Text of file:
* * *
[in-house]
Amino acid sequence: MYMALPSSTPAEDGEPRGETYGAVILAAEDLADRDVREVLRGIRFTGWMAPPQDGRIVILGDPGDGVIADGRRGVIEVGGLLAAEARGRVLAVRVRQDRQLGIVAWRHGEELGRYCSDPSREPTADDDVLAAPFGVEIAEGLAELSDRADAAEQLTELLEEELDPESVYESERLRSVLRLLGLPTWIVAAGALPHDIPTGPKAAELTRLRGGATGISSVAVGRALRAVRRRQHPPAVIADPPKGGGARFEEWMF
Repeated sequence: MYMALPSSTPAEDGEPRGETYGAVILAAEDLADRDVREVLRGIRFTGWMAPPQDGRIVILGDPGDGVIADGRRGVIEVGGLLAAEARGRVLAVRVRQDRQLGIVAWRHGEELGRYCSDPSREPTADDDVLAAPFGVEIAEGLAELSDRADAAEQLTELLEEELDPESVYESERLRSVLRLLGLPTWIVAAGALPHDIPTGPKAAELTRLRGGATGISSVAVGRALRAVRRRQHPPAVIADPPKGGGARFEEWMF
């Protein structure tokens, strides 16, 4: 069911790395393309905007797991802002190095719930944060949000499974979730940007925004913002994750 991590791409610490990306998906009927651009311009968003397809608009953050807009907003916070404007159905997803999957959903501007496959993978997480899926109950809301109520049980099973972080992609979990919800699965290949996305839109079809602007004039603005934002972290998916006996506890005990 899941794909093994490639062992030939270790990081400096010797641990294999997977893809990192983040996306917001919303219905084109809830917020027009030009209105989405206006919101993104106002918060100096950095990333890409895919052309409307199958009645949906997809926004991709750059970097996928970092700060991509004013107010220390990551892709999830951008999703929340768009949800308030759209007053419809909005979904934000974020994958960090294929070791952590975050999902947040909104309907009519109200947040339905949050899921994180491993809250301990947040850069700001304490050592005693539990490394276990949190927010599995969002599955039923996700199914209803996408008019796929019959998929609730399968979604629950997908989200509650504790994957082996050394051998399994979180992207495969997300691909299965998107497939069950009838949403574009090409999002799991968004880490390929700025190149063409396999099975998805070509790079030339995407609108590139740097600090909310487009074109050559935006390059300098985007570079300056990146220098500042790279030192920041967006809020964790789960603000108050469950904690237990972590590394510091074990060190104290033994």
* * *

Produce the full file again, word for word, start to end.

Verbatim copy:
[in-house]
Amino acid sequence: MYMALPSSTPAEDGEPRGETYGAVILAAEDLADRDVREVLRGIRFTGWMAPPQDGRIVILGDPGDGVIADGRRGVIEVGGLLAAEARGRVLAVRVRQDRQLGIVAWRHGEELGRYCSDPSREPTADDDVLAAPFGVEIAEGLAELSDRADAAEQLTELLEEELDPESVYESERLRSVLRLLGLPTWIVAAGALPHDIPTGPKAAELTRLRGGATGISSVAVGRALRAVRRRQHPPAVIADPPKGGGARFEEWMF
Repeated sequence: MYMALPSSTPAEDGEPRGETYGAVILAAEDLADRDVREVLRGIRFTGWMAPPQDGRIVILGDPGDGVIADGRRGVIEVGGLLAAEARGRVLAVRVRQDRQLGIVAWRHGEELGRYCSDPSREPTADDDVLAAPFGVEIAEGLAELSDRADAAEQLTELLEEELDPESVYESERLRSVLRLLGLPTWIVAAGALPHDIPTGPKAAELTRLRGGATGISSVAVGRALRAVRRRQHPPAVIADPPKGGGARFEEWMF
């Protein structure tokens, strides 16, 4: 069911790395393309905007797991802002190095719930944060949000499974979730940007925004913002994750 991590791409610490990306998906009927651009311009968003397809608009953050807009907003916070404007159905997803999957959903501007496959993978997480899926109950809301109520049980099973972080992609979990919800699965290949996305839109079809602007004039603005934002972290998916006996506890005990 899941794909093994490639062992030939270790990081400096010797641990294999997977893809990192983040996306917001919303219905084109809830917020027009030009209105989405206006919101993104106002918060100096950095990333890409895919052309409307199958009645949906997809926004991709750059970097996928970092700060991509004013107010220390990551892709999830951008999703929340768009949800308030759209007053419809909005979904934000974020994958960090294929070791952590975050999902947040909104309907009519109200947040339905949050899921994180491993809250301990947040850069700001304490050592005693539990490394276990949190927010599995969002599955039923996700199914209803996408008019796929019959998929609730399968979604629950997908989200509650504790994957082996050394051998399994979180992207495969997300691909299965998107497939069950009838949403574009090409999002799991968004880490390929700025190149063409396999099975998805070509790079030339995407609108590139740097600090909310487009074109050559935006390059300098985007570079300056990146220098500042790279030192920041967006809020964790789960603000108050469950904690237990972590590394510091074990060190104290033994």